9 September 2022

New PRIVACY article published: 'Heinrich Hahn (1605-1668), A Portrait of a Lutheran Jurist at the University of Helmstedt'

The article is based on a cross-disciplinary collaboration between Privacy researchers Paolo Astorri and Søren Frank Jensen.

Find the article here. The article is published in the journal Zeitschrift der Savigny-Stiftung für Rechtsgeschichte: Kanonistische Abteilung

We have interviewed the authors Paolo Astorri and Søren Frank Jensen.

Paolo Astorri and Søren Frank Jensen

Your article has been underway for a long time, and despite the pandemic, you have now succeeded.


What is your article about?

Paolo: Our article portrays the confessional identity of Heinrich Hahn, who was a law professor in Helmstedt. We analyse how he expressed religious convictions in his own writings, and how his religious profile was portrayed by others. In the article we compare one of his legal treatises to a funeral sermon for him by a preacher called Balthasar Cellarius.

Will you tell us about the making of - and journey of your joint article?

Søren: It has been quite a journey! We began more than two years ago on a research trip to Wolfenbüttel. Paolo found a funeral sermon for this rather unknown law professor from Helmstedt. We started looking more into who Hahn was and found him to be a nice case for exploring early modern relations between law and theology. Paolo approached Hahn through his legal works, and I studied the sermon from his funeral from a church historical perspective. 

Paolo: Then COVID happened, and we spent the next months more or less in isolation, sending drafts and ideas back and forth. When we had a complete first draft, the rest of the Helmstedt case team read it and gave us feedback. We also presented it at a staff meeting.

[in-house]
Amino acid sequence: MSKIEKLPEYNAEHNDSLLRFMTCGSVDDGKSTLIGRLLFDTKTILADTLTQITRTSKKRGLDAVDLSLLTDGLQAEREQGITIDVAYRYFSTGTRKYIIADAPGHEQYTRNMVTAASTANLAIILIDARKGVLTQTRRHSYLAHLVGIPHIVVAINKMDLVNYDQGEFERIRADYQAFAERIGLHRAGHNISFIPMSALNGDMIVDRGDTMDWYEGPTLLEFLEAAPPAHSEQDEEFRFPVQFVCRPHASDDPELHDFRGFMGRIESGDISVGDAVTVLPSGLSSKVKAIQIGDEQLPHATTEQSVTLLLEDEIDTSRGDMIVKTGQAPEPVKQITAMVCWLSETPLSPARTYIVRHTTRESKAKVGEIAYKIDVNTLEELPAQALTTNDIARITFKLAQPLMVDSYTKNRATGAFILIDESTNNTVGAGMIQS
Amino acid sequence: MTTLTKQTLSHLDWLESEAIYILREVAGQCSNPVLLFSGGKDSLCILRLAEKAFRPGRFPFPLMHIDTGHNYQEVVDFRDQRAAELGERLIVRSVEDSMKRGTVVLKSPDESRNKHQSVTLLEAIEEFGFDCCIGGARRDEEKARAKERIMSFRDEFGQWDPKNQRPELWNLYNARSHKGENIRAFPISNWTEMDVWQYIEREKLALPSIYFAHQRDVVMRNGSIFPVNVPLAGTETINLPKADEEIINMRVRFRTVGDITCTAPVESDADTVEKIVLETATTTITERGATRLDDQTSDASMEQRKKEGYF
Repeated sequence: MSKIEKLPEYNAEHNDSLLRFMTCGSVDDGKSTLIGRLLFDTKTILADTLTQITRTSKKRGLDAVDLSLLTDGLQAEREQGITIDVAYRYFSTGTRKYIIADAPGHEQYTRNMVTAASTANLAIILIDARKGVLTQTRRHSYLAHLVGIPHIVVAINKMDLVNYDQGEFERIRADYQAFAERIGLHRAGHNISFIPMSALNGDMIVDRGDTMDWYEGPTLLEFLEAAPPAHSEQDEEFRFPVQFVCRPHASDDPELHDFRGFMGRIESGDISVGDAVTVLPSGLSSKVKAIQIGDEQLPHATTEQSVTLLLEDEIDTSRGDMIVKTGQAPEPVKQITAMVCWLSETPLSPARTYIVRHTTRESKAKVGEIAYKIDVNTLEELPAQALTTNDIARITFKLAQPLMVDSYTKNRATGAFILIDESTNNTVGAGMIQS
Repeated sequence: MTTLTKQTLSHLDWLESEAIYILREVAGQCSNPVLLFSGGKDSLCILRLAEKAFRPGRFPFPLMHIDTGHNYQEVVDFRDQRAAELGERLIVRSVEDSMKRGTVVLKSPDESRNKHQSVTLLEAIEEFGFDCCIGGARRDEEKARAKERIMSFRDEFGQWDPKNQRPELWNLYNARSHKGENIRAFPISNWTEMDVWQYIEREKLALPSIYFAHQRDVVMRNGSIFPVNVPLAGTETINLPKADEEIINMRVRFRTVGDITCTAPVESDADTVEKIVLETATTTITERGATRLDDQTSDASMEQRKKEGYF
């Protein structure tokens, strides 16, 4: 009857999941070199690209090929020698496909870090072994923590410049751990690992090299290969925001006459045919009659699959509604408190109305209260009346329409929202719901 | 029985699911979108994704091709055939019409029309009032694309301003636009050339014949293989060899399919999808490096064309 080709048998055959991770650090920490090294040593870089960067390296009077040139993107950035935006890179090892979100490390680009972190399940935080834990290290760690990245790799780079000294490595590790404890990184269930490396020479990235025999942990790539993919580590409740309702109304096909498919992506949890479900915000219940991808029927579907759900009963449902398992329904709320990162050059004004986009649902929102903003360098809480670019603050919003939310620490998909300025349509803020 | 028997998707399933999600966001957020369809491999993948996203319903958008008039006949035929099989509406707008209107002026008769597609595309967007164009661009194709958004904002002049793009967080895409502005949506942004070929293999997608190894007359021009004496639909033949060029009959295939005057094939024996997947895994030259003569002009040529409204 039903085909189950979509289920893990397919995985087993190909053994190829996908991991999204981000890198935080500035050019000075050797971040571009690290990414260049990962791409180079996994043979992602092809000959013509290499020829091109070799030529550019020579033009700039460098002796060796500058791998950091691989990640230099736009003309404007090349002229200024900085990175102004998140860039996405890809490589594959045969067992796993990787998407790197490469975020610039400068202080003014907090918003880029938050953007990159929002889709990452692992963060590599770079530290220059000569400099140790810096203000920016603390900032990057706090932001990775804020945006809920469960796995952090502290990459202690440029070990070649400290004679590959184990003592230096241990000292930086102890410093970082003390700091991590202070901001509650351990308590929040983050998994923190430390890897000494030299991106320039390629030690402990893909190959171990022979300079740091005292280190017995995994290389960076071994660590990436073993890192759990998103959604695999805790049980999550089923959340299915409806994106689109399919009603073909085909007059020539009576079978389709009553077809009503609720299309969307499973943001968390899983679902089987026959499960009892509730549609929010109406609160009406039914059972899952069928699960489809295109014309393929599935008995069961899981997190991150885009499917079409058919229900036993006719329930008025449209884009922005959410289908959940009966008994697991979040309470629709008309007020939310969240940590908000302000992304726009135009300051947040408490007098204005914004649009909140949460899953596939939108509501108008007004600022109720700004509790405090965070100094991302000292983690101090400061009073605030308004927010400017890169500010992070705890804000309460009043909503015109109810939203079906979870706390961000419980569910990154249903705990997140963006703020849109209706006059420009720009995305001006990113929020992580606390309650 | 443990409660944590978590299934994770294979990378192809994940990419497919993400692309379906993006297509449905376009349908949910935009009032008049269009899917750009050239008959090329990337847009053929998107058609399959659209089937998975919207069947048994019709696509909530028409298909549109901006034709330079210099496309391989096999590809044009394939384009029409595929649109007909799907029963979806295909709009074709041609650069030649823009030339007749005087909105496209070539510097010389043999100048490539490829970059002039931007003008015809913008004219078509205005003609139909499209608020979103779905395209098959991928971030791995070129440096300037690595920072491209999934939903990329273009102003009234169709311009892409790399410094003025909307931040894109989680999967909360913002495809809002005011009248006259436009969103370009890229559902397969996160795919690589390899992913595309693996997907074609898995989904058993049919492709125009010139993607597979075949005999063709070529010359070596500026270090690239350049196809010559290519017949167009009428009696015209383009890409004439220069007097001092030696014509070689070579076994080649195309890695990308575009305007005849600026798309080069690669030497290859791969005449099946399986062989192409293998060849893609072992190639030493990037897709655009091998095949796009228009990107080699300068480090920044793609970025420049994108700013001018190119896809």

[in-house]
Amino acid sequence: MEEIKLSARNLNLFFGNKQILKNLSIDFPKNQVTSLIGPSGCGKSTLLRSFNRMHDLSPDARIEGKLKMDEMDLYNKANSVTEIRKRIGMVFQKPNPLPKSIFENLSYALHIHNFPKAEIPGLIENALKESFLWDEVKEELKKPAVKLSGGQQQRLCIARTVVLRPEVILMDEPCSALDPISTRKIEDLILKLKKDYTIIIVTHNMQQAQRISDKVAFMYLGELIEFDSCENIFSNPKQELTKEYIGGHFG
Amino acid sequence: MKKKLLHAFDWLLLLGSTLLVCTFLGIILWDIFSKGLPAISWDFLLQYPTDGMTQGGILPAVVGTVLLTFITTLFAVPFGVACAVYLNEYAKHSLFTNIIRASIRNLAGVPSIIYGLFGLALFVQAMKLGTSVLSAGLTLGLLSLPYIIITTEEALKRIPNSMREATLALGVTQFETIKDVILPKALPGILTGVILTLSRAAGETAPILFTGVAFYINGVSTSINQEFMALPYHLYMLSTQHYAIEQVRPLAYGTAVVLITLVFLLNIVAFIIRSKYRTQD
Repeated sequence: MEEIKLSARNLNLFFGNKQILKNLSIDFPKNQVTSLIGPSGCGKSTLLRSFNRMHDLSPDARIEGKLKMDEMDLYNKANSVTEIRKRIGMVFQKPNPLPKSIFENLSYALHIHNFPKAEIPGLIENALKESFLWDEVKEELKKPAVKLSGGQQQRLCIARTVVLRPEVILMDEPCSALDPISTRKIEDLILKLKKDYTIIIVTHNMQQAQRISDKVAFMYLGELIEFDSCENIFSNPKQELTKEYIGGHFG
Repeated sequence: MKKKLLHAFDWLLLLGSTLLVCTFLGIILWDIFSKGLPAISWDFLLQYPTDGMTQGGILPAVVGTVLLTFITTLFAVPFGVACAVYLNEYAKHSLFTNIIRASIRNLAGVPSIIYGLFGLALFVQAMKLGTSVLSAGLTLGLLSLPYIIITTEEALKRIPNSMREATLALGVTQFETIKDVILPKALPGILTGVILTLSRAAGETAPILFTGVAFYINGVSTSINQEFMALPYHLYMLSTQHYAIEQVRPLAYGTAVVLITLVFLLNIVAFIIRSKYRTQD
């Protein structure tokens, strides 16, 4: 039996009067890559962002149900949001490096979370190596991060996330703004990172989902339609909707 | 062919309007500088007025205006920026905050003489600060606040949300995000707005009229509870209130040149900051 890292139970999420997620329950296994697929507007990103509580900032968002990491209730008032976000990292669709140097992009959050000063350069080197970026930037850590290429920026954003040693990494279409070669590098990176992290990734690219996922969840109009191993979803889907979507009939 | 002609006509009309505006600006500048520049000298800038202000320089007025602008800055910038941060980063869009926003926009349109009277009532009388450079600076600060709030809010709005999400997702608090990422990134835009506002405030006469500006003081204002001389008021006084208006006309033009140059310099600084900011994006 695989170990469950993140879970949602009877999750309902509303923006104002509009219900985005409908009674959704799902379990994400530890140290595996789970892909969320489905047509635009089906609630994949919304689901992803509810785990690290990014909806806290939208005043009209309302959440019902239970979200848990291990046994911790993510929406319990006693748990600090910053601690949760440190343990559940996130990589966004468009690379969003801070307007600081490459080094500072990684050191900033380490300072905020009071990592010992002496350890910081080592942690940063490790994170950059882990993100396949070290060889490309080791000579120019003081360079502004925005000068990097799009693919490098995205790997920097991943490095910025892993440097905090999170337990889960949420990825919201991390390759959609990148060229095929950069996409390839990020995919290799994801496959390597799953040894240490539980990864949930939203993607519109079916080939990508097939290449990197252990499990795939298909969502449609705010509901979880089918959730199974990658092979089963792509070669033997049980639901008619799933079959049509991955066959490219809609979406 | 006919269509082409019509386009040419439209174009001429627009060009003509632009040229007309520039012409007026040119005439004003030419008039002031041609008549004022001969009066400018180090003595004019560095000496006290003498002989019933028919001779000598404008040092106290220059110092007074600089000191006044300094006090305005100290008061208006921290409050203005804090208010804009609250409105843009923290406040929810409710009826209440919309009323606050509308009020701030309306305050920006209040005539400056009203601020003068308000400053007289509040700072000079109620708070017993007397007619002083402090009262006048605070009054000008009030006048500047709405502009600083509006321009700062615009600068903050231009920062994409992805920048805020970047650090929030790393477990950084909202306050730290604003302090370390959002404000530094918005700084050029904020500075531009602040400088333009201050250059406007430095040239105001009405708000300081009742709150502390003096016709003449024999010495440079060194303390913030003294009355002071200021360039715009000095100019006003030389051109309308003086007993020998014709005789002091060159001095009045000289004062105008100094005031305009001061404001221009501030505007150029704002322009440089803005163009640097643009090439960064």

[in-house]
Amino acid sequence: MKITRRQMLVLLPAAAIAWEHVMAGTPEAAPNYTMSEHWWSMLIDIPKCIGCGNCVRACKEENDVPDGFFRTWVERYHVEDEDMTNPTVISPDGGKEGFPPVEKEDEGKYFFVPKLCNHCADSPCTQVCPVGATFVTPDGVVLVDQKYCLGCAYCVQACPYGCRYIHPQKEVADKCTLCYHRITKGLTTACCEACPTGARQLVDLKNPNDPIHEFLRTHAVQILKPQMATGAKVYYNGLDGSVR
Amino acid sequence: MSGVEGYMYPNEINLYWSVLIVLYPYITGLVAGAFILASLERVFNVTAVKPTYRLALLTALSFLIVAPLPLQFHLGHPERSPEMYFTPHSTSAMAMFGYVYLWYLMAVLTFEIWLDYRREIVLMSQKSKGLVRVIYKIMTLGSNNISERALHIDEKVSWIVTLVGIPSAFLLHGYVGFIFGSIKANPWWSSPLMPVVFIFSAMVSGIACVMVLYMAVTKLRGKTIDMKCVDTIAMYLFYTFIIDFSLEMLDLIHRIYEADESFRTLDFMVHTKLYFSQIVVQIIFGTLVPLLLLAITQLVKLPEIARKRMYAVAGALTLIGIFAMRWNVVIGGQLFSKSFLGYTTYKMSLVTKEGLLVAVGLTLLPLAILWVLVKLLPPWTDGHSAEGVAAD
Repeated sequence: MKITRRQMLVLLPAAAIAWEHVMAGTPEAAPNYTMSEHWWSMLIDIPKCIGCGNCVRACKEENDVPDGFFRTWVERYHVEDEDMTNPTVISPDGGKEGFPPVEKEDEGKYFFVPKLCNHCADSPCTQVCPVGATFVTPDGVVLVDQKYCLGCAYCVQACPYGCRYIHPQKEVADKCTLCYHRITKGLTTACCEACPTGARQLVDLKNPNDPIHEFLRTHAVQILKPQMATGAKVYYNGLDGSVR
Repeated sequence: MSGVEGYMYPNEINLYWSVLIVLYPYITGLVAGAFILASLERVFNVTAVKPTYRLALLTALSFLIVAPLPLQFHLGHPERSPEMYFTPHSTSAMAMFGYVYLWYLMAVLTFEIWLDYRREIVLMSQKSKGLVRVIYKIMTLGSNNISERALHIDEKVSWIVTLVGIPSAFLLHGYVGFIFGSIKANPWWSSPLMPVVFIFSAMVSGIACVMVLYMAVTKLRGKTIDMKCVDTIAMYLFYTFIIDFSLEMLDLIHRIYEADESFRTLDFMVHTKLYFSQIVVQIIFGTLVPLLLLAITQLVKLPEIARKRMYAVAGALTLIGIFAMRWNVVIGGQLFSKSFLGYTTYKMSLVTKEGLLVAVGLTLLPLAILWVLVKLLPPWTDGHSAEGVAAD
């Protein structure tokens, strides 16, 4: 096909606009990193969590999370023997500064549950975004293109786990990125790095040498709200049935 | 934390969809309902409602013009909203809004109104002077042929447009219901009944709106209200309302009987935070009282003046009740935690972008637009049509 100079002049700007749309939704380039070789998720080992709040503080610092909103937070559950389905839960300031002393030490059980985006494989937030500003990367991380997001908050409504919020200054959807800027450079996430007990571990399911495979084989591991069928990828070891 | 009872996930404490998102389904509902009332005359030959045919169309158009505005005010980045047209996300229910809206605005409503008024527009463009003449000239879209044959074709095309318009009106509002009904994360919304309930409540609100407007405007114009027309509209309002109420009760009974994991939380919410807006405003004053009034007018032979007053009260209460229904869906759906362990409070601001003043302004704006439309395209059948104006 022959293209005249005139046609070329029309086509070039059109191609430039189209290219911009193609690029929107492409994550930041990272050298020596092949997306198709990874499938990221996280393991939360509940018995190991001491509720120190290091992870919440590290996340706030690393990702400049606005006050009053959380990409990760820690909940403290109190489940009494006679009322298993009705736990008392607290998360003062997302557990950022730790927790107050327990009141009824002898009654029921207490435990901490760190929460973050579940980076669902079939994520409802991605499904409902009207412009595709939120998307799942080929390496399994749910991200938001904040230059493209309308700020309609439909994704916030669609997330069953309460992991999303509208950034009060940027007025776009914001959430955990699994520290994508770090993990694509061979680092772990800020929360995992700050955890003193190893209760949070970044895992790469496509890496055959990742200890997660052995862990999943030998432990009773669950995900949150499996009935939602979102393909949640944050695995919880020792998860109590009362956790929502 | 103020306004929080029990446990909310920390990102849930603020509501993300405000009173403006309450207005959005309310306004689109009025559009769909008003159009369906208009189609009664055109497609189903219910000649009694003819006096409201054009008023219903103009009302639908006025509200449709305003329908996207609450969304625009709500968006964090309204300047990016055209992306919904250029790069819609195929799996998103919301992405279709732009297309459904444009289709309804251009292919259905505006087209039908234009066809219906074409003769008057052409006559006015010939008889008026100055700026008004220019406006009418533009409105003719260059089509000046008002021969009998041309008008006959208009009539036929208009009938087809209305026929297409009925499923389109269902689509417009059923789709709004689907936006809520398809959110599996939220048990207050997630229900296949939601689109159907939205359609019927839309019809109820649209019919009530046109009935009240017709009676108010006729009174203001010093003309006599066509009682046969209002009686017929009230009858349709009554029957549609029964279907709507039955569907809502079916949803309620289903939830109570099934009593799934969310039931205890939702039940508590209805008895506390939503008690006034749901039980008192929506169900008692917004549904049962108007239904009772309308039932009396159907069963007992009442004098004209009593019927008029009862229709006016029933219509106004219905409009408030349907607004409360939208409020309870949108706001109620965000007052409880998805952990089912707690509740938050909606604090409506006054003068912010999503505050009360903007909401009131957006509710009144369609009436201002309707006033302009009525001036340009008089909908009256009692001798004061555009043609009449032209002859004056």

Søren: Then we rewrote the draft and had more eyes on the text. Mette (Birkedal Bruun) and international core scholar Jill Bepler read sections and helped us clarify our argument. From there we submitted it to the Zeitschrift der Savigny Stiftung für Rechtsgeschichte, did more rewriting after a very thorough peer review, and then it was finally published this summer.

How was your collaboration on the article? Do you have any tips for others co-writing an article?

Paolo: It was surprisingly easy, actually! It is my impression that our disciplines go really well together. Law and theology share a focus on prescriptive or normative texts, and because law and religion were completely intermingled in the early modern period, you often need such a dual focus to understand what is going on in the sources.

Søren: I think a good tip might be to spend a lot of time speaking to each other about what you are doing. We needed to talk about our text again and again in order to establish a shared language.

Paolo: After all the talking, we needed deadlines! So we would get the writing done.

Søren, you are from Theology, and Paolo, you are from Law – how did you go about your differences and setting your different fields into motion?

Søren: The good thing about working with someone from a different field is that it makes it totally okay to ask all the stupid questions. I am not a legal historian, so I needed Paolo to explain a lot of things to me that are second nature him. I think that helped to make the article clearer.

Does your article shed new light on Privacy?

Paolo: Yes, I would say so. We explore how one’s religious identity was an integral part of public discourse in the early modern period, whereas nowadays, this would probably be considered much more private. This reminds us not to approach the historical sources and their representation of public-private dynamics through a contemporary perspective.